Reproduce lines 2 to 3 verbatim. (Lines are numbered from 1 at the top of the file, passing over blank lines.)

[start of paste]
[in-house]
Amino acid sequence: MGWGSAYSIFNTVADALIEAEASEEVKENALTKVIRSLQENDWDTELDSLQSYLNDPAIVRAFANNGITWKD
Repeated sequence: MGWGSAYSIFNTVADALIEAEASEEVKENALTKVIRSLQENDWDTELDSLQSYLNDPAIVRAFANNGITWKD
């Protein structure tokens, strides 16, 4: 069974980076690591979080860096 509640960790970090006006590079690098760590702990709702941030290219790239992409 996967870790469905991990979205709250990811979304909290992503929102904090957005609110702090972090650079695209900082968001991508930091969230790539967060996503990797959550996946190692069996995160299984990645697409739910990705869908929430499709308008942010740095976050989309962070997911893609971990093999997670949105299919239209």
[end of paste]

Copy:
Amino acid sequence: MGWGSAYSIFNTVADALIEAEASEEVKENALTKVIRSLQENDWDTELDSLQSYLNDPAIVRAFANNGITWKD
Repeated sequence: MGWGSAYSIFNTVADALIEAEASEEVKENALTKVIRSLQENDWDTELDSLQSYLNDPAIVRAFANNGITWKD